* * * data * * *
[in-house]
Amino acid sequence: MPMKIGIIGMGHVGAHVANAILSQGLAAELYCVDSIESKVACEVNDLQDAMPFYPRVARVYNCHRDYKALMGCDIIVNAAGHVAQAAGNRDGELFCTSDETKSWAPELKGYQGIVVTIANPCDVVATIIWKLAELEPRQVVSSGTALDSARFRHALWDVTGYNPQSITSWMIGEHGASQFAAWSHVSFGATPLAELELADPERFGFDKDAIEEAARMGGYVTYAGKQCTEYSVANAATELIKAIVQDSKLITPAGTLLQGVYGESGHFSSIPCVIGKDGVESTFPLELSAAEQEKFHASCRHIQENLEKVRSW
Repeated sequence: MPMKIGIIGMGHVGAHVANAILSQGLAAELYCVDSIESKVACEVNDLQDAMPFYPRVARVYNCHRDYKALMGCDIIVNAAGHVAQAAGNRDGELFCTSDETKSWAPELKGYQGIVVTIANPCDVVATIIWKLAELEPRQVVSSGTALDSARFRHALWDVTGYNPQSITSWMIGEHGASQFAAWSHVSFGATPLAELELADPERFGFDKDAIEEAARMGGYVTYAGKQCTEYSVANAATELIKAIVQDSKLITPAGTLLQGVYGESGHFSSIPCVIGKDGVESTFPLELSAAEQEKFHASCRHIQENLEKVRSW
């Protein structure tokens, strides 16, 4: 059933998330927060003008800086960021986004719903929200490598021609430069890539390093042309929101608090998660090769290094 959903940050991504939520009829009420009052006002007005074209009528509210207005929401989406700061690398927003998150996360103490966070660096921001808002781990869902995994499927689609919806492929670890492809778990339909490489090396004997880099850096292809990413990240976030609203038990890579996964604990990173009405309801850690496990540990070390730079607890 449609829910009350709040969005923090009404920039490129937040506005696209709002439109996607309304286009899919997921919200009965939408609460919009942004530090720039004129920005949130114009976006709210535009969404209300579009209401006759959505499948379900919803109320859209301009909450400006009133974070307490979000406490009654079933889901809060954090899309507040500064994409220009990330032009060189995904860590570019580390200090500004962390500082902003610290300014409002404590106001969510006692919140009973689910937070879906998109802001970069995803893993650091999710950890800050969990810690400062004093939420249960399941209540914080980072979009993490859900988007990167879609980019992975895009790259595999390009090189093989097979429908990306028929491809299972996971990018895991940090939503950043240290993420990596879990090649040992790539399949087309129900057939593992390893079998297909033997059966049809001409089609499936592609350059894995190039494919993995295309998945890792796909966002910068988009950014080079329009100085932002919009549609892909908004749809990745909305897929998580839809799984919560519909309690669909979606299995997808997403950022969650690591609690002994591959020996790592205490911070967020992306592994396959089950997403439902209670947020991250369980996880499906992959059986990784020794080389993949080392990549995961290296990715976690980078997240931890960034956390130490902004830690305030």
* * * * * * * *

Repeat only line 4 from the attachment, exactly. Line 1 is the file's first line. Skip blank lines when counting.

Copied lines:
């Protein structure tokens, strides 16, 4: 059933998330927060003008800086960021986004719903929200490598021609430069890539390093042309929101608090998660090769290094 959903940050991504939520009829009420009052006002007005074209009528509210207005929401989406700061690398927003998150996360103490966070660096921001808002781990869902995994499927689609919806492929670890492809778990339909490489090396004997880099850096292809990413990240976030609203038990890579996964604990990173009405309801850690496990540990070390730079607890 449609829910009350709040969005923090009404920039490129937040506005696209709002439109996607309304286009899919997921919200009965939408609460919009942004530090720039004129920005949130114009976006709210535009969404209300579009209401006759959505499948379900919803109320859209301009909450400006009133974070307490979000406490009654079933889901809060954090899309507040500064994409220009990330032009060189995904860590570019580390200090500004962390500082902003610290300014409002404590106001969510006692919140009973689910937070879906998109802001970069995803893993650091999710950890800050969990810690400062004093939420249960399941209540914080980072979009993490859900988007990167879609980019992975895009790259595999390009090189093989097979429908990306028929491809299972996971990018895991940090939503950043240290993420990596879990090649040992790539399949087309129900057939593992390893079998297909033997059966049809001409089609499936592609350059894995190039494919993995295309998945890792796909966002910068988009950014080079329009100085932002919009549609892909908004749809990745909305897929998580839809799984919560519909309690669909979606299995997808997403950022969650690591609690002994591959020996790592205490911070967020992306592994396959089950997403439902209670947020991250369980996880499906992959059986990784020794080389993949080392990549995961290296990715976690980078997240931890960034956390130490902004830690305030």